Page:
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How Many Miles to Babylon?Travels and Adventures to Egypt and Beyond, From 1300 to 1640$
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Anne Wolff

Print publication date: 2003

Print ISBN-13: 9780853236580

Published to Liverpool Scholarship Online: June 2013

DOI: 10.5949/UPO9781846313295

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Cairo: ‘meeting place of comer and goer’

Cairo: ‘meeting place of comer and goer’

Chapter:
(p.112) Chapter 5 Cairo: ‘meeting place of comer and goer’
Source:
How Many Miles to Babylon?
Publisher:
Liverpool University Press
DOI:10.5949/liverpool/9780853236580.003.0006

Incursions by the Mongols and the wars of the Crusades combined to ruin Syria, but not Cairo, which remained a peaceful place that made it the fabled cultural city of the Arab world. European travellers were amazed by the extravagance that they witnessed, along with the city's breath-taking skyline of minarets and domes. Under the Mamluks, Cairo was the backdrop for the fictional stories from the Arabian Nights, from its markets and houses to the streets. The Fatimids, who conquered Cairo in 969 and ruled until 1171, fortified the city with strong walls. The city's main canal, the Khalij al-Hakim, traversed the plain originating from the Nile and acted as a moat beneath the old brick fortifications. By the end of the sixteenth century, most of the old city walls were nonexistent. Coffee drinking was a pleasurable social pastime in Cairo during the early sixteenth century, with coffee houses sprouting everywhere. Camels plodded their way to and from the Nile, carrying people or their belongings and water.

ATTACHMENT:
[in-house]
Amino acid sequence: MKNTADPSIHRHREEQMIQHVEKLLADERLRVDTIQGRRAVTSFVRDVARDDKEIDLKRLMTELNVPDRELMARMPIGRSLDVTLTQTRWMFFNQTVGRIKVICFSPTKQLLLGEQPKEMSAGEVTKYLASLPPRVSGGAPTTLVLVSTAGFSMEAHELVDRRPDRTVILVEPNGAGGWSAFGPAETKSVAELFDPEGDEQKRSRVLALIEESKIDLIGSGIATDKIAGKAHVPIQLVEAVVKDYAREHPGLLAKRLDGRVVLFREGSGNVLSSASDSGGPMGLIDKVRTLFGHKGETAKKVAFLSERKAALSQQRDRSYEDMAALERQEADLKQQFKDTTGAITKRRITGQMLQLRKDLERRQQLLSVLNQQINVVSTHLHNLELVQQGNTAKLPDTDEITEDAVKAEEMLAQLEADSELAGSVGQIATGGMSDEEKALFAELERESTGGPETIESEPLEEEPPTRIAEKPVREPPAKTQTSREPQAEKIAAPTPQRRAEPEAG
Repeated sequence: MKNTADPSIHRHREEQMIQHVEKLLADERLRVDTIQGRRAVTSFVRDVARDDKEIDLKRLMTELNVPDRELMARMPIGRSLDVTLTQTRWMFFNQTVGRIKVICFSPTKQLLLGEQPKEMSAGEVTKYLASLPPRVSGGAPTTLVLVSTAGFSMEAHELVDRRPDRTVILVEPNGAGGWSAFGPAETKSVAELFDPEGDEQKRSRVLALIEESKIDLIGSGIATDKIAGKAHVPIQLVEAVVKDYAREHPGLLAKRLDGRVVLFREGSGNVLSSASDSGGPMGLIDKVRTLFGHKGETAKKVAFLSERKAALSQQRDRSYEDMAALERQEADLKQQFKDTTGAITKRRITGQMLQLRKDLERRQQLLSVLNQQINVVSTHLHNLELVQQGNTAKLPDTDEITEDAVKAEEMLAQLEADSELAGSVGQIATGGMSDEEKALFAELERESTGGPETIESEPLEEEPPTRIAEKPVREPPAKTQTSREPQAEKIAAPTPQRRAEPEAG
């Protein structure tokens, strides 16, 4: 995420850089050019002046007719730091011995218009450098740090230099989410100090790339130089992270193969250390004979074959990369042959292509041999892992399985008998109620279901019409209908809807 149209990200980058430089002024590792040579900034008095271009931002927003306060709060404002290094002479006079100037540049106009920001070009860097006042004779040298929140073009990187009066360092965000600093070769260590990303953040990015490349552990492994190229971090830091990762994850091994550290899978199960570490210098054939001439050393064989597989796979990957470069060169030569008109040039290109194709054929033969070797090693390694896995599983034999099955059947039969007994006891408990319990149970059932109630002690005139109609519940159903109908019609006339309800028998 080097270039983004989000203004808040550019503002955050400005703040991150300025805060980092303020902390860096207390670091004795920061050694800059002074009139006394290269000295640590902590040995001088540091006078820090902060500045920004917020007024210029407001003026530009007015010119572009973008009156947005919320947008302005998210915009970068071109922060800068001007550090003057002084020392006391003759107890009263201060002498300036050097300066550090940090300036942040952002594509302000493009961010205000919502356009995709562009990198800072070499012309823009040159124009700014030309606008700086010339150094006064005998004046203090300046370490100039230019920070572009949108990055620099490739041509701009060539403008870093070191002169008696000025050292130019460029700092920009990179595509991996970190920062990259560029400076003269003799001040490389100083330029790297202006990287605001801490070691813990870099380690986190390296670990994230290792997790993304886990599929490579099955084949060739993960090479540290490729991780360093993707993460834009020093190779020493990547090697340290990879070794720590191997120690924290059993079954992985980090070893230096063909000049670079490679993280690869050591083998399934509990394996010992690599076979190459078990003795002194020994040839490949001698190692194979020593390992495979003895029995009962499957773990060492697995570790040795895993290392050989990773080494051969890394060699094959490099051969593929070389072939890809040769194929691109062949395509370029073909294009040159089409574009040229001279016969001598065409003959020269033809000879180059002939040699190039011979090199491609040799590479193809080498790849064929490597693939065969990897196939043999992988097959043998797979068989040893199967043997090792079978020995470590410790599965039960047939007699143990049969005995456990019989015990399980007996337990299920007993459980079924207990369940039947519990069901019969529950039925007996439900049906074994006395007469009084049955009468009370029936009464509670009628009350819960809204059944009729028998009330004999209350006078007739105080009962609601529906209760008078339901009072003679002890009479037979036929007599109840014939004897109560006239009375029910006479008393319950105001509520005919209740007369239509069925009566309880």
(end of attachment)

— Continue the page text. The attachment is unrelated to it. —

Keywords:   Cairo, travellers, Fatimids, fortifications, walls, coffeehouses, camels, minarets, domes, canal

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